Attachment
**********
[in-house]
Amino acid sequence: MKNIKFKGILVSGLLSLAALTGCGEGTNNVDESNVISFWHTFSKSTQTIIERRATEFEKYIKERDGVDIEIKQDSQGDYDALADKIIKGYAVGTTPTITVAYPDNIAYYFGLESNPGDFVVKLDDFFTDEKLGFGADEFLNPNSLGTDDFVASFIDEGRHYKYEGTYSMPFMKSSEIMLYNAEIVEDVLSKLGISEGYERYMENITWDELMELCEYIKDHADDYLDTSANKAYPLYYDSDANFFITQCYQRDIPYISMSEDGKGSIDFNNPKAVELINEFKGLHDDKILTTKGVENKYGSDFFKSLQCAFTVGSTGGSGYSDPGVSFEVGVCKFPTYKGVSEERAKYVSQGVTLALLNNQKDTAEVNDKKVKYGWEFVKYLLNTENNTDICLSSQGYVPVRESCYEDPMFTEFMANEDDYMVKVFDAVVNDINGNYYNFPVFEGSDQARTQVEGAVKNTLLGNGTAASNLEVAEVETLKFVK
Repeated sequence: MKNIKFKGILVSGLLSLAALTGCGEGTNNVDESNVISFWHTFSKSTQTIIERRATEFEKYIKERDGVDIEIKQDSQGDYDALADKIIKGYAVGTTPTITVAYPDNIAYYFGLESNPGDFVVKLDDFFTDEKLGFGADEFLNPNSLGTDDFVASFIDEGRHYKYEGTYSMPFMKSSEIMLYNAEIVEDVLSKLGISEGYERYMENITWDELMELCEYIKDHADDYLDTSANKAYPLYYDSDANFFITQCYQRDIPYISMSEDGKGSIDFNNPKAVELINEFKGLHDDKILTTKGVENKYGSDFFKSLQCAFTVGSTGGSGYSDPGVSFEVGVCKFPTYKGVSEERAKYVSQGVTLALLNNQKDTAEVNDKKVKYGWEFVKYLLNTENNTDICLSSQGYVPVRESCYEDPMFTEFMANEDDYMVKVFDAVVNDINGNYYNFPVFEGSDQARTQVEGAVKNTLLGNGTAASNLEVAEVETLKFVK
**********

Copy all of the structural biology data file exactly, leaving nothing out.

[in-house]
Amino acid sequence: MKNIKFKGILVSGLLSLAALTGCGEGTNNVDESNVISFWHTFSKSTQTIIERRATEFEKYIKERDGVDIEIKQDSQGDYDALADKIIKGYAVGTTPTITVAYPDNIAYYFGLESNPGDFVVKLDDFFTDEKLGFGADEFLNPNSLGTDDFVASFIDEGRHYKYEGTYSMPFMKSSEIMLYNAEIVEDVLSKLGISEGYERYMENITWDELMELCEYIKDHADDYLDTSANKAYPLYYDSDANFFITQCYQRDIPYISMSEDGKGSIDFNNPKAVELINEFKGLHDDKILTTKGVENKYGSDFFKSLQCAFTVGSTGGSGYSDPGVSFEVGVCKFPTYKGVSEERAKYVSQGVTLALLNNQKDTAEVNDKKVKYGWEFVKYLLNTENNTDICLSSQGYVPVRESCYEDPMFTEFMANEDDYMVKVFDAVVNDINGNYYNFPVFEGSDQARTQVEGAVKNTLLGNGTAASNLEVAEVETLKFVK
Repeated sequence: MKNIKFKGILVSGLLSLAALTGCGEGTNNVDESNVISFWHTFSKSTQTIIERRATEFEKYIKERDGVDIEIKQDSQGDYDALADKIIKGYAVGTTPTITVAYPDNIAYYFGLESNPGDFVVKLDDFFTDEKLGFGADEFLNPNSLGTDDFVASFIDEGRHYKYEGTYSMPFMKSSEIMLYNAEIVEDVLSKLGISEGYERYMENITWDELMELCEYIKDHADDYLDTSANKAYPLYYDSDANFFITQCYQRDIPYISMSEDGKGSIDFNNPKAVELINEFKGLHDDKILTTKGVENKYGSDFFKSLQCAFTVGSTGGSGYSDPGVSFEVGVCKFPTYKGVSEERAKYVSQGVTLALLNNQKDTAEVNDKKVKYGWEFVKYLLNTENNTDICLSSQGYVPVRESCYEDPMFTEFMANEDDYMVKVFDAVVNDINGNYYNFPVFEGSDQARTQVEGAVKNTLLGNGTAASNLEVAEVETLKFVK